Piggybacking on Sean Lovelace’s post about genre, I offer this provocative recent interview with Istvan Csicsery-Ronay, Jr., coeditor of the journal Science Fiction Studies and writer of The Seven Beauties of Science Fiction. According to Matthew Cheney, the interviewer, his new book “analyzes a variety of SF media through seven lenses: fictive neology, fictive novums, future history, imaginary science, the science-fictional sublime, the science-fictional grotesque, and the Technologiade (‘the epic of the struggle surrounding the transformation of the cosmos into a technological regime’).” Responding to what he hoped readers would get rom reading The Seven Beauties of Science Fiction, he states that he wanted to stimulate and provoke, and that he
wanted to place SF in a larger historical and cultural context, and specifically an artistic one. I’m trained in comparative literature, and I’m committed to literature as a tradition. There has been a lot of impressive scholarship on SF from cultural-studies perspectives. The main way that students and scholars look at the genre now is in terms of popular culture, gender/race/sexual identity/class critique, postcolonialism, vestiges of New Left Marxism, and the postmodernist notion that SF and contemporary social mythologies are converging. I can’t add much to that rich and diverse work, and fortunately I don’t have to. What I wanted to do was to treat the science-fictional imagination as if it were not just a symptom of some other, more basic social process, but something that audiences consider valuable on its own terms. To find out what those terms are I reversed the normal way of looking at SF, sort of like a Magic Eye picture, so that science-fictionality would be my context, and the historical-contextual forces would be constructed by it. That’s actually a rather Old School approach, which is why I wrote in my intro that the book could be read as steampunk criticism. My premise is that SF has been a powerful imaginative force influencing the social imagination of the past long century.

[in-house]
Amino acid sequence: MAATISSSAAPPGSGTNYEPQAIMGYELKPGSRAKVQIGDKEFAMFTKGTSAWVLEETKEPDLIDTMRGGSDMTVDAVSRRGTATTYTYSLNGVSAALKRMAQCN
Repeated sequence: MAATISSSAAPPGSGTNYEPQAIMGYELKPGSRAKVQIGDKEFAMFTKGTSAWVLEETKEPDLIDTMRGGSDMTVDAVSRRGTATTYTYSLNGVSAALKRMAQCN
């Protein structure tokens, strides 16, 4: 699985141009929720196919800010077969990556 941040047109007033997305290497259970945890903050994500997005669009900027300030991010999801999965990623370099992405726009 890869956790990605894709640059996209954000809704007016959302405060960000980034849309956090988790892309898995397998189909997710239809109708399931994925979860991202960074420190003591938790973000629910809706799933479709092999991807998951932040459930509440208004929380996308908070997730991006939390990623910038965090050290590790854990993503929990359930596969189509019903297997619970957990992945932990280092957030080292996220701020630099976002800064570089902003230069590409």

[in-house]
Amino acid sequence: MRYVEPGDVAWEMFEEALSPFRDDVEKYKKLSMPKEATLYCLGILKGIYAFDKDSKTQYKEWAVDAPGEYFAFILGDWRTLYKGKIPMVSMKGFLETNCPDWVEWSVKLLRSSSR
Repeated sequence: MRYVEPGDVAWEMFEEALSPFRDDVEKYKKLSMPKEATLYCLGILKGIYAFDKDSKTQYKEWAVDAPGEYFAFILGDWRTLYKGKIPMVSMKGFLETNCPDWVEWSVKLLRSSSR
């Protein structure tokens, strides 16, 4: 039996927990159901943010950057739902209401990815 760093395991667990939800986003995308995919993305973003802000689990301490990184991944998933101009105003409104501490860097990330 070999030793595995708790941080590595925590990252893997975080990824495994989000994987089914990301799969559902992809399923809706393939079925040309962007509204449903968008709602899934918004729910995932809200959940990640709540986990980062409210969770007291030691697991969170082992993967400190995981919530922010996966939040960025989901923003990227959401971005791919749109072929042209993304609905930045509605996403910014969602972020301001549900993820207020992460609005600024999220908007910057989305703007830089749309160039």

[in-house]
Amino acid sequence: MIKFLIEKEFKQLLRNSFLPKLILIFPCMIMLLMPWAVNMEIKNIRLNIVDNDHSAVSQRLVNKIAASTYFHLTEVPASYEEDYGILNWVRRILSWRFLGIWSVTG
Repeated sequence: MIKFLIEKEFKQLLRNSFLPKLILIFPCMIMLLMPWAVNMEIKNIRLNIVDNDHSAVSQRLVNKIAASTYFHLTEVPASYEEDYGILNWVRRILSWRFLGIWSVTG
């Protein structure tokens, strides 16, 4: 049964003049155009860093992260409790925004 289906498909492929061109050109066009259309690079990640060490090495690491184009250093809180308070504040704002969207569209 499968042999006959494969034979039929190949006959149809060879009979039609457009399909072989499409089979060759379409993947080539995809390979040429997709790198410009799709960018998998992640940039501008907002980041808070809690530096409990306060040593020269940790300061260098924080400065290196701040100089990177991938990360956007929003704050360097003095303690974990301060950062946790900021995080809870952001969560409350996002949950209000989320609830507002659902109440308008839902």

That meant that I would take aesthetics seriously—though I don’t think the word even appears in The Seven Beauties. By aesthetics, I don’t mean the philosophy of beauty, or whatever, but the branch of thought that deals with design (including, maybe even foremost, narrative as design) and the way the imagination of design pervades our social lives. That was something I felt hadn’t been adequately addressed by other SF scholars. It meant that I would treat SF in all its forms—pulp and elite art, visual and musical SF, as well as literary, full-fledged texts and allusions to SF in political statements, ads, etc.—as if they all shared a certain quality, which I called science-fictionality, for lack of a better term. It also mean that I would treat social history as if it too had an aesthetic dimension made up of all the ideological myths and hypermodern folk stories running through it. It also meant that I would treat SF as if it were a branch of art—a particularly philosophical branch, even in its pulpiest, gaudiest forms—satisfying the needs that art is supposed to satisfy. That’s what led me to emphasize the playfulness of SF over its so-called cognitive, political, or ideological use-value.
I like most though when he mentions that he hopes “some readers will also read it as playful, a sort of epic philosophical fantasy in scholarly language, maybe even a bit cracked, in the spirit of Borges, Nabokov, and Lem. There are many moments—the parts I like the best—where the argument flips into fun, and the claims I make are just pretexts for fiction.”
Read the rest of the interview HERE.
And for more heady examinations of science fiction check out the treasure trove at Science Fiction Studies.